1.4 Playing to the ‘script’
1.4.1 Taking on a role
You can only succeed with a projection of yourself which other people are prepared to accept. And you then have to play out the scene the way others in the situation expect it to be played.
Reg and Glenda did not start their opening scene from nothing. They were working within widely shared understanding of home help work, which views it as version of ‘housework’. Cleaning and shopping are seen as traditional ‘women’s work’ – low in status, poorly paid and weakly defined in terms of what has to be done and to what standards. It would be difficult for Glenda to project herself to Reg as, for example, a high-powered, career-oriented woman. And Reg would probably feel uncomfortable if she tried. It fits much more comfortably if Glenda projects herself as a homely woman, who enjoys putting the house straight. If she accepts ‘housework’ as the broad frame of reference, she can draw on traditions of everyday relationships between ‘housewives’ and ‘menfolk’, knowing that Reg will be familiar with playing the other side. It is as though they have a ‘script’ to guide them.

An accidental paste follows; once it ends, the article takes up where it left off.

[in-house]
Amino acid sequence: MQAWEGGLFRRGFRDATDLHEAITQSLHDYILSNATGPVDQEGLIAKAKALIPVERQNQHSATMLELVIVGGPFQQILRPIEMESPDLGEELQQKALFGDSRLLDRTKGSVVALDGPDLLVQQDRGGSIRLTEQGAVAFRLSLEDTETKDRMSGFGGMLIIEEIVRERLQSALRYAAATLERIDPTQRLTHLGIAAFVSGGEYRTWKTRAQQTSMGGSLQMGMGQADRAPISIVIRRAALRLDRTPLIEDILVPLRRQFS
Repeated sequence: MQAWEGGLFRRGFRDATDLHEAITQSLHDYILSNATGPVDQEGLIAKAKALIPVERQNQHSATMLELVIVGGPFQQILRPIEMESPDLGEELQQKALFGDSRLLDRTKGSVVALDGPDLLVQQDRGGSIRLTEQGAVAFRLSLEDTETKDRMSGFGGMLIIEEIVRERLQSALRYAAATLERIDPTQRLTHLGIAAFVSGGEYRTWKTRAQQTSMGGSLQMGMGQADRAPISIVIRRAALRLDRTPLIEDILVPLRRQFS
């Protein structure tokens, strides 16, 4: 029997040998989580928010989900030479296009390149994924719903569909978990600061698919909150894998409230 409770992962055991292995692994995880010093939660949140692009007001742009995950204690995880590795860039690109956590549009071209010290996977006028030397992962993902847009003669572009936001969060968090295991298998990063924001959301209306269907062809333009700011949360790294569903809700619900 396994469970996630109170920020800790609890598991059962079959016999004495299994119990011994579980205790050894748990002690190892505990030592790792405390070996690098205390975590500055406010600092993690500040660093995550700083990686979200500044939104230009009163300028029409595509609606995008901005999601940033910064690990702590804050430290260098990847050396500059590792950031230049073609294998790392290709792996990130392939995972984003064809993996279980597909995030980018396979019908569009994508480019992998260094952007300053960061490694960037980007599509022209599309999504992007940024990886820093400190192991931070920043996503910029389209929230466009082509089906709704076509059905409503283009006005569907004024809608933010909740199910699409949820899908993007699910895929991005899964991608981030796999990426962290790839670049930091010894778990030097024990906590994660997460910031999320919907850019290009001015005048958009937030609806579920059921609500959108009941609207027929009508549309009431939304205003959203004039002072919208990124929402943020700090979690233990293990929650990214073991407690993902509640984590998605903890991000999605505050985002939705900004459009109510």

Since their relationship is acted out within Reg’s own home, where he has a sense of being ‘in charge’, and since Glenda’s work is of relatively low status, they are on a fairly even footing. (On her side, she has the authority of a paid role for the social services department and the advantage of being the physically able member of the relationship.) Neither of them is in a clearly passive or subordinate role. Both sides have a basis from which to negotiate the terms of the relationship. The ‘script’ they are playing to is not very tightly defined. (In this context the term ‘script’ does not refer to something written down, but rather the kind of language to be used and the general lines along which participants will expect a scene to develop.)